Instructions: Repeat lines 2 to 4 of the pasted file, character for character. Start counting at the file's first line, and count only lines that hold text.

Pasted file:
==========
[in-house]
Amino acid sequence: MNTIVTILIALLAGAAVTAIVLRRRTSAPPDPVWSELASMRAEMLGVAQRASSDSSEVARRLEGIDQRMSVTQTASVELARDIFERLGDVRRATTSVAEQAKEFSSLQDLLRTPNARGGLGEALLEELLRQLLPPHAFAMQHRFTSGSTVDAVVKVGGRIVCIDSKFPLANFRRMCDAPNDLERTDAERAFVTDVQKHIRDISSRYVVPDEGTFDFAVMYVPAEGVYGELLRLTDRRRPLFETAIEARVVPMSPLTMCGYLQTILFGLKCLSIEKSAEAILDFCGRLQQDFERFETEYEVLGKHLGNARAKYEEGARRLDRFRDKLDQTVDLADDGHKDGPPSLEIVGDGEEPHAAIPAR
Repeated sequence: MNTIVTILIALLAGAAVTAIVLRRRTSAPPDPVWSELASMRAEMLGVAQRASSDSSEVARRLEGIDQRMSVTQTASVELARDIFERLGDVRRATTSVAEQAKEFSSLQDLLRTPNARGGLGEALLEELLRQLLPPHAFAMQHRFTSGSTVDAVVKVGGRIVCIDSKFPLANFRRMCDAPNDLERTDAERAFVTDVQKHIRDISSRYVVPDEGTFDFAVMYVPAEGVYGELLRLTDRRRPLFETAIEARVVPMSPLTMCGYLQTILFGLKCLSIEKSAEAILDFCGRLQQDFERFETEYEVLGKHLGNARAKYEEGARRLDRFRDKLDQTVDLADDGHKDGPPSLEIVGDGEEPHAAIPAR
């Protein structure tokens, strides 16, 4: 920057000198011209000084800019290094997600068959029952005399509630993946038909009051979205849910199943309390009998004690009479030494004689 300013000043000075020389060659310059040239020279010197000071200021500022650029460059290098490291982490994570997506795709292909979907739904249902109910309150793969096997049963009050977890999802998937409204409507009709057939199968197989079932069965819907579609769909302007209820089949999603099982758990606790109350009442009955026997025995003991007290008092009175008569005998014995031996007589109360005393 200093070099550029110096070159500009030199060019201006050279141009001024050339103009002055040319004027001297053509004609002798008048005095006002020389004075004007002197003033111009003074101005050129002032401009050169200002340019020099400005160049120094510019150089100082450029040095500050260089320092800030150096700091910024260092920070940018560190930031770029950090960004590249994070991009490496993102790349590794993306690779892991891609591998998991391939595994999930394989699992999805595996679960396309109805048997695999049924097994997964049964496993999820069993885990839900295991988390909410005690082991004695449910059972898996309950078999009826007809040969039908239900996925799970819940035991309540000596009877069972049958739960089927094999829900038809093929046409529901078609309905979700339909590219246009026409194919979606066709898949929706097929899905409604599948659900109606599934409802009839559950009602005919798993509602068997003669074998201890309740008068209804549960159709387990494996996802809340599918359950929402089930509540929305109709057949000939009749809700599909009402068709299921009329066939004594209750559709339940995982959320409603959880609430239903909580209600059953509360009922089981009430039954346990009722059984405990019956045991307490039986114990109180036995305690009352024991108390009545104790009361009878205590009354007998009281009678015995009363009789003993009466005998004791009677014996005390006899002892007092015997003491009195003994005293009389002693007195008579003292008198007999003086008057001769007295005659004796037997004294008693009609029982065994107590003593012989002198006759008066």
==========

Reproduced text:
Amino acid sequence: MNTIVTILIALLAGAAVTAIVLRRRTSAPPDPVWSELASMRAEMLGVAQRASSDSSEVARRLEGIDQRMSVTQTASVELARDIFERLGDVRRATTSVAEQAKEFSSLQDLLRTPNARGGLGEALLEELLRQLLPPHAFAMQHRFTSGSTVDAVVKVGGRIVCIDSKFPLANFRRMCDAPNDLERTDAERAFVTDVQKHIRDISSRYVVPDEGTFDFAVMYVPAEGVYGELLRLTDRRRPLFETAIEARVVPMSPLTMCGYLQTILFGLKCLSIEKSAEAILDFCGRLQQDFERFETEYEVLGKHLGNARAKYEEGARRLDRFRDKLDQTVDLADDGHKDGPPSLEIVGDGEEPHAAIPAR
Repeated sequence: MNTIVTILIALLAGAAVTAIVLRRRTSAPPDPVWSELASMRAEMLGVAQRASSDSSEVARRLEGIDQRMSVTQTASVELARDIFERLGDVRRATTSVAEQAKEFSSLQDLLRTPNARGGLGEALLEELLRQLLPPHAFAMQHRFTSGSTVDAVVKVGGRIVCIDSKFPLANFRRMCDAPNDLERTDAERAFVTDVQKHIRDISSRYVVPDEGTFDFAVMYVPAEGVYGELLRLTDRRRPLFETAIEARVVPMSPLTMCGYLQTILFGLKCLSIEKSAEAILDFCGRLQQDFERFETEYEVLGKHLGNARAKYEEGARRLDRFRDKLDQTVDLADDGHKDGPPSLEIVGDGEEPHAAIPAR
């Protein structure tokens, strides 16, 4: 920057000198011209000084800019290094997600068959029952005399509630993946038909009051979205849910199943309390009998004690009479030494004689 300013000043000075020389060659310059040239020279010197000071200021500022650029460059290098490291982490994570997506795709292909979907739904249902109910309150793969096997049963009050977890999802998937409204409507009709057939199968197989079932069965819907579609769909302007209820089949999603099982758990606790109350009442009955026997025995003991007290008092009175008569005998014995031996007589109360005393 200093070099550029110096070159500009030199060019201006050279141009001024050339103009002055040319004027001297053509004609002798008048005095006002020389004075004007002197003033111009003074101005050129002032401009050169200002340019020099400005160049120094510019150089100082450029040095500050260089320092800030150096700091910024260092920070940018560190930031770029950090960004590249994070991009490496993102790349590794993306690779892991891609591998998991391939595994999930394989699992999805595996679960396309109805048997695999049924097994997964049964496993999820069993885990839900295991988390909410005690082991004695449910059972898996309950078999009826007809040969039908239900996925799970819940035991309540000596009877069972049958739960089927094999829900038809093929046409529901078609309905979700339909590219246009026409194919979606066709898949929706097929899905409604599948659900109606599934409802009839559950009602005919798993509602068997003669074998201890309740008068209804549960159709387990494996996802809340599918359950929402089930509540929305109709057949000939009749809700599909009402068709299921009329066939004594209750559709339940995982959320409603959880609430239903909580209600059953509360009922089981009430039954346990009722059984405990019956045991307490039986114990109180036995305690009352024991108390009545104790009361009878205590009354007998009281009678015995009363009789003993009466005998004791009677014996005390006899002892007092015997003491009195003994005293009389002693007195008579003292008198007999003086008057001769007295005659004796037997004294008693009609029982065994107590003593012989002198006759008066």